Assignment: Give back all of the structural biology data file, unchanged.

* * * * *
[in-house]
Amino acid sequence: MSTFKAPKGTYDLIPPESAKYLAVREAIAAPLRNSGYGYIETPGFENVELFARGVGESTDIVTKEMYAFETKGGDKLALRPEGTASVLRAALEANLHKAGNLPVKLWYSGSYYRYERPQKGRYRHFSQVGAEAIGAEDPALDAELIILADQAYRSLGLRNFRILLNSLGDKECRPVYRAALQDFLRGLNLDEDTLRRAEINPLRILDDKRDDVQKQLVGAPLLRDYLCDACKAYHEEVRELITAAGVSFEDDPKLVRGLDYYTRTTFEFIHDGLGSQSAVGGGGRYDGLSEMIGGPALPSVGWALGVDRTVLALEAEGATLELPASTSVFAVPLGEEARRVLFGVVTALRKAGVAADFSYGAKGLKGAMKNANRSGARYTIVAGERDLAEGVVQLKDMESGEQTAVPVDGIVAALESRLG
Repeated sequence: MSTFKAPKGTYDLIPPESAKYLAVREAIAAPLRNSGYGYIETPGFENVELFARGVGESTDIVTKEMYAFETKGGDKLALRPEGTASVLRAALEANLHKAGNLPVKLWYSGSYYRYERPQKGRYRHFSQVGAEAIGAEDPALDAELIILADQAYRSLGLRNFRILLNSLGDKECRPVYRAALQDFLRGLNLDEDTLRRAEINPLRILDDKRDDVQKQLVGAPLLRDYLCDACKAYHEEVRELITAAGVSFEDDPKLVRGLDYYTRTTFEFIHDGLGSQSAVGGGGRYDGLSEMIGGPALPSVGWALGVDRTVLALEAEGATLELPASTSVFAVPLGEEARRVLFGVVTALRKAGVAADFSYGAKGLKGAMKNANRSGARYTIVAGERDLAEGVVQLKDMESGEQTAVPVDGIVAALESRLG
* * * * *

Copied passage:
[in-house]
Amino acid sequence: MSTFKAPKGTYDLIPPESAKYLAVREAIAAPLRNSGYGYIETPGFENVELFARGVGESTDIVTKEMYAFETKGGDKLALRPEGTASVLRAALEANLHKAGNLPVKLWYSGSYYRYERPQKGRYRHFSQVGAEAIGAEDPALDAELIILADQAYRSLGLRNFRILLNSLGDKECRPVYRAALQDFLRGLNLDEDTLRRAEINPLRILDDKRDDVQKQLVGAPLLRDYLCDACKAYHEEVRELITAAGVSFEDDPKLVRGLDYYTRTTFEFIHDGLGSQSAVGGGGRYDGLSEMIGGPALPSVGWALGVDRTVLALEAEGATLELPASTSVFAVPLGEEARRVLFGVVTALRKAGVAADFSYGAKGLKGAMKNANRSGARYTIVAGERDLAEGVVQLKDMESGEQTAVPVDGIVAALESRLG
Repeated sequence: MSTFKAPKGTYDLIPPESAKYLAVREAIAAPLRNSGYGYIETPGFENVELFARGVGESTDIVTKEMYAFETKGGDKLALRPEGTASVLRAALEANLHKAGNLPVKLWYSGSYYRYERPQKGRYRHFSQVGAEAIGAEDPALDAELIILADQAYRSLGLRNFRILLNSLGDKECRPVYRAALQDFLRGLNLDEDTLRRAEINPLRILDDKRDDVQKQLVGAPLLRDYLCDACKAYHEEVRELITAAGVSFEDDPKLVRGLDYYTRTTFEFIHDGLGSQSAVGGGGRYDGLSEMIGGPALPSVGWALGVDRTVLALEAEGATLELPASTSVFAVPLGEEARRVLFGVVTALRKAGVAADFSYGAKGLKGAMKNANRSGARYTIVAGERDLAEGVVQLKDMESGEQTAVPVDGIVAALESRLG